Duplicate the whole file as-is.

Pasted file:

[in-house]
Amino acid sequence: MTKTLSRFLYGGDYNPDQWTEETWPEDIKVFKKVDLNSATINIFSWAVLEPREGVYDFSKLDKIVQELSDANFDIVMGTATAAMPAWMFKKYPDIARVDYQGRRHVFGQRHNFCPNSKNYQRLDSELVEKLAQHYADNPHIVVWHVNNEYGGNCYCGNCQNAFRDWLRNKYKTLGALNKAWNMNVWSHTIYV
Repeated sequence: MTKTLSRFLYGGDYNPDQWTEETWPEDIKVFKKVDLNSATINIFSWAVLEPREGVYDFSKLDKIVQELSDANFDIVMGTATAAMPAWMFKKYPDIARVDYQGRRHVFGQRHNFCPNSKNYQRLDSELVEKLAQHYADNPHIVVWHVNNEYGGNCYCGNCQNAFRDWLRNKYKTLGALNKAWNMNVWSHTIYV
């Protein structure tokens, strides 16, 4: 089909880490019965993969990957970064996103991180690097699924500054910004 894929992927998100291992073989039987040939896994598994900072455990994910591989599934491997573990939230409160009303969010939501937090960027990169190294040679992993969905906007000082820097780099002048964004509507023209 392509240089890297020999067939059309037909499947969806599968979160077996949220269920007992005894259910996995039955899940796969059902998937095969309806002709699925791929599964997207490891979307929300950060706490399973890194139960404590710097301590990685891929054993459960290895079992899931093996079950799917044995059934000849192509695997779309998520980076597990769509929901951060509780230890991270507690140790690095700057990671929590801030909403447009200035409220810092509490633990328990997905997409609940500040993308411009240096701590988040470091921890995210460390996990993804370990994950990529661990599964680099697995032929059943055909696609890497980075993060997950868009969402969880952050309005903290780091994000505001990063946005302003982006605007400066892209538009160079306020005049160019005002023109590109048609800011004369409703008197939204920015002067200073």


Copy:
[in-house]
Amino acid sequence: MTKTLSRFLYGGDYNPDQWTEETWPEDIKVFKKVDLNSATINIFSWAVLEPREGVYDFSKLDKIVQELSDANFDIVMGTATAAMPAWMFKKYPDIARVDYQGRRHVFGQRHNFCPNSKNYQRLDSELVEKLAQHYADNPHIVVWHVNNEYGGNCYCGNCQNAFRDWLRNKYKTLGALNKAWNMNVWSHTIYV
Repeated sequence: MTKTLSRFLYGGDYNPDQWTEETWPEDIKVFKKVDLNSATINIFSWAVLEPREGVYDFSKLDKIVQELSDANFDIVMGTATAAMPAWMFKKYPDIARVDYQGRRHVFGQRHNFCPNSKNYQRLDSELVEKLAQHYADNPHIVVWHVNNEYGGNCYCGNCQNAFRDWLRNKYKTLGALNKAWNMNVWSHTIYV
């Protein structure tokens, strides 16, 4: 089909880490019965993969990957970064996103991180690097699924500054910004 894929992927998100291992073989039987040939896994598994900072455990994910591989599934491997573990939230409160009303969010939501937090960027990169190294040679992993969905906007000082820097780099002048964004509507023209 392509240089890297020999067939059309037909499947969806599968979160077996949220269920007992005894259910996995039955899940796969059902998937095969309806002709699925791929599964997207490891979307929300950060706490399973890194139960404590710097301590990685891929054993459960290895079992899931093996079950799917044995059934000849192509695997779309998520980076597990769509929901951060509780230890991270507690140790690095700057990671929590801030909403447009200035409220810092509490633990328990997905997409609940500040993308411009240096701590988040470091921890995210460390996990993804370990994950990529661990599964680099697995032929059943055909696609890497980075993060997950868009969402969880952050309005903290780091994000505001990063946005302003982006605007400066892209538009160079306020005049160019005002023109590109048609800011004369409703008197939204920015002067200073």